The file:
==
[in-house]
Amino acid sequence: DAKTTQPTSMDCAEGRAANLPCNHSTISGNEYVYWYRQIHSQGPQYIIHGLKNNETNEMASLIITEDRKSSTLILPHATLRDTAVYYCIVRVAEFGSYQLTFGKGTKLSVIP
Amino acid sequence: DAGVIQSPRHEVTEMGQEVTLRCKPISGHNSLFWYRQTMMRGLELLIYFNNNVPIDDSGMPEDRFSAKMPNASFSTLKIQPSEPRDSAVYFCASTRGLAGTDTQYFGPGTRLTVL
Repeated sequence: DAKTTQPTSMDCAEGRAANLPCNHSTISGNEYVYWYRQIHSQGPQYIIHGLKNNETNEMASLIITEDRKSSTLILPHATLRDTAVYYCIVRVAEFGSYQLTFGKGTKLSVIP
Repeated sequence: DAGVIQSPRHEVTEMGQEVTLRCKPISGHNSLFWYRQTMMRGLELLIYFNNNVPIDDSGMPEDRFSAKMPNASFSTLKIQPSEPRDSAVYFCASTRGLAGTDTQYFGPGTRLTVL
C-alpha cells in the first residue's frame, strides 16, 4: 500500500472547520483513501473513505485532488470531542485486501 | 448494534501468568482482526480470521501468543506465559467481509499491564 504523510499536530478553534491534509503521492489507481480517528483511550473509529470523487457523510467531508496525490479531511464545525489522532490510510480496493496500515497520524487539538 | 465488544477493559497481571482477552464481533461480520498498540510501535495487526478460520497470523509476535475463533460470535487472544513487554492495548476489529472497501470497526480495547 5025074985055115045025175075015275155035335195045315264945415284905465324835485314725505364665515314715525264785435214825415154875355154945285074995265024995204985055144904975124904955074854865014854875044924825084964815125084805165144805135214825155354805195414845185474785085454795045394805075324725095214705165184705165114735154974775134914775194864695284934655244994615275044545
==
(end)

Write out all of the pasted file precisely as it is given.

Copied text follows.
[in-house]
Amino acid sequence: DAKTTQPTSMDCAEGRAANLPCNHSTISGNEYVYWYRQIHSQGPQYIIHGLKNNETNEMASLIITEDRKSSTLILPHATLRDTAVYYCIVRVAEFGSYQLTFGKGTKLSVIP
Amino acid sequence: DAGVIQSPRHEVTEMGQEVTLRCKPISGHNSLFWYRQTMMRGLELLIYFNNNVPIDDSGMPEDRFSAKMPNASFSTLKIQPSEPRDSAVYFCASTRGLAGTDTQYFGPGTRLTVL
Repeated sequence: DAKTTQPTSMDCAEGRAANLPCNHSTISGNEYVYWYRQIHSQGPQYIIHGLKNNETNEMASLIITEDRKSSTLILPHATLRDTAVYYCIVRVAEFGSYQLTFGKGTKLSVIP
Repeated sequence: DAGVIQSPRHEVTEMGQEVTLRCKPISGHNSLFWYRQTMMRGLELLIYFNNNVPIDDSGMPEDRFSAKMPNASFSTLKIQPSEPRDSAVYFCASTRGLAGTDTQYFGPGTRLTVL
C-alpha cells in the first residue's frame, strides 16, 4: 500500500472547520483513501473513505485532488470531542485486501 | 448494534501468568482482526480470521501468543506465559467481509499491564 504523510499536530478553534491534509503521492489507481480517528483511550473509529470523487457523510467531508496525490479531511464545525489522532490510510480496493496500515497520524487539538 | 465488544477493559497481571482477552464481533461480520498498540510501535495487526478460520497470523509476535475463533460470535487472544513487554492495548476489529472497501470497526480495547 5025074985055115045025175075015275155035335195045315264945415284905465324835485314725505364665515314715525264785435214825415154875355154945285074995265024995204985055144904975124904955074854865014854875044924825084964815125084805165144805135214825155354805195414845185474785085454795045394805075324725095214705165184705165114735154974775134914775194864695284934655244994615275044545